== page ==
FW: Bush's stem cell policy - 'the privatisation of life itself'

Craven, Jim jcraven at clark.edu
Mon Sep 10 17:30:43 MDT 2001


Bush's Stem Cell Policy - A Biological Confidence Game

By Huck Gutman

September 8, 2001; DAWN, Pakistan's leading English
language daily

On the streets of America's larger cities small-time
scoundrels used to play a game called 'three-card
monte.' The game used three cards, one an ace. The
cards were displayed face up to onlookers, then turned
downwards and shifted around. After a short period of
such shifting, onlookers were asked to point out the
ace. They eagerly bet money on their certainty that
they knew which downward-facing card was the ace. The
betting onlooker invariably guessed wrongly: What
seemed to be the ace would turn out to be another card,
the ace turning up where it was not expected. As the
old saying goes, the hand is quicker than the eye.

This summer, in the slow hot months when the Congress
looked toward its long recess and the American
president dreamt about a month's vacation on his Texas
ranch, the biggest issue in American politics concerned
something called stem-cell research. The issue was a
major one - more on that follows - but the central fact
beneath the political machinations was, like the ace in
a game of three-card monte, hard to follow. The real
issue was not where it was expected to be. Those who
watched the game saw one thing: a debate about ethics
and health. What was really going on, the political
hand being quicker than the eye, was something quite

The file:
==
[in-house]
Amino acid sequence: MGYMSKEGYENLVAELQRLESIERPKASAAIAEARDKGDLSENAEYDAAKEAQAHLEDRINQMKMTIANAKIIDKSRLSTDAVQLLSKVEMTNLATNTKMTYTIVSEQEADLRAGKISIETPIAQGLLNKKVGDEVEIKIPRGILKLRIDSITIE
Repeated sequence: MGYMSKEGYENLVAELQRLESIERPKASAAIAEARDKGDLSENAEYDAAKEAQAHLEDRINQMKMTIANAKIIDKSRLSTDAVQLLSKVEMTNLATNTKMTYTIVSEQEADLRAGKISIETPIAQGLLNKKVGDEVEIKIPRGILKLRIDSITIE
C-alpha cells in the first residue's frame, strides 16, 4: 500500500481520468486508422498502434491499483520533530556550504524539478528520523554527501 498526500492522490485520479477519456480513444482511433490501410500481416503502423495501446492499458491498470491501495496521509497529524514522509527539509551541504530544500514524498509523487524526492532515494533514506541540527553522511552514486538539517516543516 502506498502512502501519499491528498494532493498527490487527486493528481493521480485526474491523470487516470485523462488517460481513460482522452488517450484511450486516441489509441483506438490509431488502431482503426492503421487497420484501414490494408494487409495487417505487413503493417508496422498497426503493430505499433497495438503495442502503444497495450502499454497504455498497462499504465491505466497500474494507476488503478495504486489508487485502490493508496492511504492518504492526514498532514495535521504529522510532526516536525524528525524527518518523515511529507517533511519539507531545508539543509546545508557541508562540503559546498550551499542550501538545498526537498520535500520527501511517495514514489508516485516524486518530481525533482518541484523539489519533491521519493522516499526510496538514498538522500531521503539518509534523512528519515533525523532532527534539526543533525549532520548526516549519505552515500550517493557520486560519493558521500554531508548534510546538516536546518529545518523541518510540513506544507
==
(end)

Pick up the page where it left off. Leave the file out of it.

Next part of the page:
different. Cui bono is an old Latin saying: Who
benefits? That was the question which was almost never
asked.

There is a widespread hope that through researching
stem cells, and figuring out how to turn on the
appropriate switches, scientists might be able to
discover more than how heart muscles are made.
Scientists might also discover how to make cells in a
laboratory which, when injected into a person who has
suffered a heart attack, will repair his/her damaged
heart. Stem cells, then, may be the foundation of what
could be a medical revolution. Already there is talk
about a cure for Parkinson's disease and diabetes, a
capacity to reverse organ damage and paralysis.

But the possibility of such stem cell research in
America ran into a problem. Stem cells are 'harvested'
from embryos in the first stage of existence. Those
embryos have had a specific source. When American
couples have difficulty conceiving a child, they can
turn to artificial insemination, in which egg and sperm
are joined in the laboratory and allowed to develop
through mitosis until a viable embryo can be inserted
into the womb of the mother. The process of artificial
insemination depends on redundancy: it often takes
several tries to get a successful implantation, so many
embryos are created.

Thus, for every successfully implanted embryo, there
are several other embryos that are not implanted. These
are kept frozen, until the infertile couple is sure
they want not more children. It is these 'left-over'
embryos which are the source of the stem cells on which
scientists have been experimenting. Scientists don't
need a new embryo for each experiment.

The specific problem for American science is that
abortion is a politically explosive issue. Anti-
abortion forces maintain that life begins at
conception, so that any 'destruction' of an embryo to